On the Application of Clinical Psychology to Statistics: A Psychodiagnostic Case Study of the “the Standard Deviation”
Charles G. Middlestead, M.A.
University of Maryland
Once upon a time there was a family of statisticians called the Numburrs. They lived in an upper middle-class community, a safe town, where there was a low crime rate and small deviations. Eigen, the father, was known for being robust, and Alpha, the mother, was known for her significance in the community. Eigen and Alpha had two children: the daughter was named Anova and her brother was Chi. Eigen valued the trust and responsibility that he had worked hard to develop in his two children. But there were problems, the children were discovering sex. Anova was traditional, whereas her brother was developing homogeneity of regression tendencies. This had Eigen and Alpha attenuated.
Both parents had preplanned the birth of Anova, who was the older child. Chi was another story. Chi’s birth was most unexpected. Alpha had taken the Bonferroni test along with birth control pills to reduce Familywise Type 1 Error, but somehow this all failed and Chi was born. Now that he was a teen, he was proving to be quite a test for independence.
Recently, Alpha had walked into Chi’s room, and discovered him manipulating his variables with a covariate buddy of his, Rho. Instantly, thoughts of autocorrelation and F ratios popped into her mind and she new that Chi was going to be trouble now that he was able to test his own significance.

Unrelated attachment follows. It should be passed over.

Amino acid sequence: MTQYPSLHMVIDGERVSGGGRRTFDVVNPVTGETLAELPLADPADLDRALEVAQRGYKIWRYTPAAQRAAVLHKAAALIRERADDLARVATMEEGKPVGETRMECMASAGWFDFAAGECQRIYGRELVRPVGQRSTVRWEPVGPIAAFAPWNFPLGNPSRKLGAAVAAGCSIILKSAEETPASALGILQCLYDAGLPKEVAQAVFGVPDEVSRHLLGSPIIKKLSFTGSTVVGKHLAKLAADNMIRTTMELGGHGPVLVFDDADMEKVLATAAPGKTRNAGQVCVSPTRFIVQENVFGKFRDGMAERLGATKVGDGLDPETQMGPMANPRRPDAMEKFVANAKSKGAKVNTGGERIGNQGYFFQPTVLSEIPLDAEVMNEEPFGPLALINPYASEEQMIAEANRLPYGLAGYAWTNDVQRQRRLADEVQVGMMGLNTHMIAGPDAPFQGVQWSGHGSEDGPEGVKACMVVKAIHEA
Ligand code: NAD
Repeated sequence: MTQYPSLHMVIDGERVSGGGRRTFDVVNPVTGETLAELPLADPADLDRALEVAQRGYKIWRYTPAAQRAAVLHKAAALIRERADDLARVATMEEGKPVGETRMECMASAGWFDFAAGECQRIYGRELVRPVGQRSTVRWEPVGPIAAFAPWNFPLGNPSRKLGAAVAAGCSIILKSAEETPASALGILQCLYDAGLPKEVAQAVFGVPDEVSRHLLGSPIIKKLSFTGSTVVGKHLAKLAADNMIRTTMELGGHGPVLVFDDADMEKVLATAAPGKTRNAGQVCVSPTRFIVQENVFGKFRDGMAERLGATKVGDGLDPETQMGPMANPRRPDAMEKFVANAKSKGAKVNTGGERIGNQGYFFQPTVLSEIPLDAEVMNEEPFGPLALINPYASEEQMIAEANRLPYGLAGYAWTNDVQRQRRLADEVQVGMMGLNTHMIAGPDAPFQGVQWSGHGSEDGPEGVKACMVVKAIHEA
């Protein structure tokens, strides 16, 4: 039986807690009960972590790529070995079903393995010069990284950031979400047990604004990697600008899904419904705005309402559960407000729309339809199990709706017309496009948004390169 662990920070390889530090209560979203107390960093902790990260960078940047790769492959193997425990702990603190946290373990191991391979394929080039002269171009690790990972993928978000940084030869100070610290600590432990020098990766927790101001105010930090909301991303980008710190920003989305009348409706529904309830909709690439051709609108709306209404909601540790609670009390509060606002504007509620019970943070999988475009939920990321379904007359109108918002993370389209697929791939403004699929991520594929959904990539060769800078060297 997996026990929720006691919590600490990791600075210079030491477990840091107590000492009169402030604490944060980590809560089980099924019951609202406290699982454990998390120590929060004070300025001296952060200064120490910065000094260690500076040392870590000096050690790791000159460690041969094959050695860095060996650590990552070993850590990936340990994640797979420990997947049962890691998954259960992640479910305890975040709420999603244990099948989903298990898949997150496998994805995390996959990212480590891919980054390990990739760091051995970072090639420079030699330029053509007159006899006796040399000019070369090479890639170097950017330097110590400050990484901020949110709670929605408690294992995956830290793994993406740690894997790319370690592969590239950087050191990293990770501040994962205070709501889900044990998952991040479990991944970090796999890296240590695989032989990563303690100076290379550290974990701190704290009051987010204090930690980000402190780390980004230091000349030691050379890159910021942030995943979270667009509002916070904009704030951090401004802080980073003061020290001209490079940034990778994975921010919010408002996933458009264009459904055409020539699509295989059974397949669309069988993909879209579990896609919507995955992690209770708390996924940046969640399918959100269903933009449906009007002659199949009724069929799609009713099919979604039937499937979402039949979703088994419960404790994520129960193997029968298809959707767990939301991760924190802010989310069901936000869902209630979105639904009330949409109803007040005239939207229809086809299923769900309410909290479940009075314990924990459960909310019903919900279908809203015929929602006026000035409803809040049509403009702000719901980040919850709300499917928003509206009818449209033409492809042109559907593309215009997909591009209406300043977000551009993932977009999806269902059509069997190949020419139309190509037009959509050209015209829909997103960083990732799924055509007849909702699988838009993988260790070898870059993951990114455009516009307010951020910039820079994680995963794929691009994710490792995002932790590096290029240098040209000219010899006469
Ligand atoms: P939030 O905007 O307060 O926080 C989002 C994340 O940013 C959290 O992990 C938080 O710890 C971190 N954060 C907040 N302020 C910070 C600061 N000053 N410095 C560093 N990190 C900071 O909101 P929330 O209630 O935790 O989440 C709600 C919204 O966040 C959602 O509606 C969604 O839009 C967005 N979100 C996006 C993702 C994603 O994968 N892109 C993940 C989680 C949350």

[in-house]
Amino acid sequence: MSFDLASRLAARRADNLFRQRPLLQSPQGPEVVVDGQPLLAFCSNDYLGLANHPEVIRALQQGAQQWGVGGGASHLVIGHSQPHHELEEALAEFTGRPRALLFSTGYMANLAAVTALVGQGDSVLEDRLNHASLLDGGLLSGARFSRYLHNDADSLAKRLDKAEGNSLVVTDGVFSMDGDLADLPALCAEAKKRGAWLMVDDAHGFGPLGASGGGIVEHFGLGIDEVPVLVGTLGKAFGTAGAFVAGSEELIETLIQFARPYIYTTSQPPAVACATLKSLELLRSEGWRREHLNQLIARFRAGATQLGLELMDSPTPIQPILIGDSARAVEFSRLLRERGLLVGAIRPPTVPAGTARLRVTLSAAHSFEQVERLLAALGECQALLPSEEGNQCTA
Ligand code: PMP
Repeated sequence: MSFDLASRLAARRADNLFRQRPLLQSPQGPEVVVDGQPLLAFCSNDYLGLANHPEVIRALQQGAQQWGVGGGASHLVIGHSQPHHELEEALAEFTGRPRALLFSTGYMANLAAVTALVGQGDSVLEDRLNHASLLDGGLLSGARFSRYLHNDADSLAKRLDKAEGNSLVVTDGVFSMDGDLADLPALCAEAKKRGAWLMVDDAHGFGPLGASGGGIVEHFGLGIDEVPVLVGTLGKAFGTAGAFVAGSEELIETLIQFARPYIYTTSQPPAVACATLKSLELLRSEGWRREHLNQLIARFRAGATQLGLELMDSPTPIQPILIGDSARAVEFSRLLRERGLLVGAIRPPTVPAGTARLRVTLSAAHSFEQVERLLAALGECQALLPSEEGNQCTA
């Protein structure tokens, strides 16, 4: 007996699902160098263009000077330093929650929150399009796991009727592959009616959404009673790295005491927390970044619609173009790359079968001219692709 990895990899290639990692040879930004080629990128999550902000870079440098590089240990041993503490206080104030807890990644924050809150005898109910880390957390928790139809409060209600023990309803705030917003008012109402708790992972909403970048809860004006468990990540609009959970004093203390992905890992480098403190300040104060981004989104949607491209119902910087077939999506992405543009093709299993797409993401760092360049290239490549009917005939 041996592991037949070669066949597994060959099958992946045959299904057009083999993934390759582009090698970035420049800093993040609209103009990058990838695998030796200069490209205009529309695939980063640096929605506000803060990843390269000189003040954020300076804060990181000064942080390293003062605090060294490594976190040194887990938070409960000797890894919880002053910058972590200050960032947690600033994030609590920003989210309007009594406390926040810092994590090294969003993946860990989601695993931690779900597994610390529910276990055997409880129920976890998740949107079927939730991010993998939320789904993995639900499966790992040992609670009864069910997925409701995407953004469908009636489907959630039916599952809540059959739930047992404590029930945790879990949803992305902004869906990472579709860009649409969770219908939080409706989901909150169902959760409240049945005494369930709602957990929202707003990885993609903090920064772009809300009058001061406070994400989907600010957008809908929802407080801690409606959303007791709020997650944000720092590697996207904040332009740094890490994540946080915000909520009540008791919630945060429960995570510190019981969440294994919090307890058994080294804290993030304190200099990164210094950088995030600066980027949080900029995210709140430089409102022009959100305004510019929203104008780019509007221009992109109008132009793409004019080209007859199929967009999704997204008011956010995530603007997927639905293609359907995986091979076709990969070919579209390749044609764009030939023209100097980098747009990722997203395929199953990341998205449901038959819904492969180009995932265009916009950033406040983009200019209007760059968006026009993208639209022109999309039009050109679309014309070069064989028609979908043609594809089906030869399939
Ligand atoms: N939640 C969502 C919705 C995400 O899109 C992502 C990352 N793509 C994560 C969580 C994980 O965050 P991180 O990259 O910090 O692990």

When Eigen came home that evening, Alpha intercepted him and they both sloped to the living room to discuss their problematic son. To their horror, Anova was with her new boyfriend, Gamma, lying on the sofa, and engaged in goodness-of-fit, pair-wise contrasts, and multiple regressions. Alpha shrieked, “Anova has a sex dummy in my living room!” Eigen grabbed Gamma by his decimals and threw him out of the house. With Gamma factored out of the equation, the two badly shaken parents collected their over-sexed children and brought them into the kitchen for a family meeting.
Eigen said, “Children, I always thought that we as a family were part of a normal distribution. You children have high degrees of freedom . . . not to mention hormones. You both are ground from all forms of sex until you are 21.68 years old . . . make that 22, I forgot to round up.”
Anova contorted leptokurtically and whined, “But Pops, why should I get grounded just because Chi is square? If his cell size wasn’t so small, he wouldn’t be interested in other guys’ contingency tables! Besides, Gamma and I are computed from the same sample . . . we’re in looooove.”
Chi jumped in, “Hey, wait just a point-interval Sis! I ain’t square, I’m just as robust and orthogonal as Dad, I just have a different standard deviation, that’s all.”
Anova grinned devilishly, “Yes . . . significantly, you’ll always be a sum of squares.”
Just as Chi was getting ready to adjust his sister’s Y-axis, Alpha cried, “Look at yourselves, see how you interact – you’re both mean squares! Where’s your pride, where’s your sibling love, where’s are your critical values?”
The children paused, reflecting on their mother’s iterations. They went over and hugged their parents parsimoniously. They proclaimed, “Mom and Dad, we’re done with sex, we want to minimize our error terms and maximize our power!” Eigen looked at his wife and said, “Honey, I believe their claims to be valid and reliable.” Alpha beamed, “Yes, our little ones have seen the light . . . . Chi will start having straight relationships, and Anova will stop having linear ones!”
With that, they all held hands, formed a Cramer’s V, and lived happily ever after . . . well at least for the product-moment.
© Copyright 1994 Wry-Bred Press, Inc./Glenn Ellenbogen. All rights reserved.
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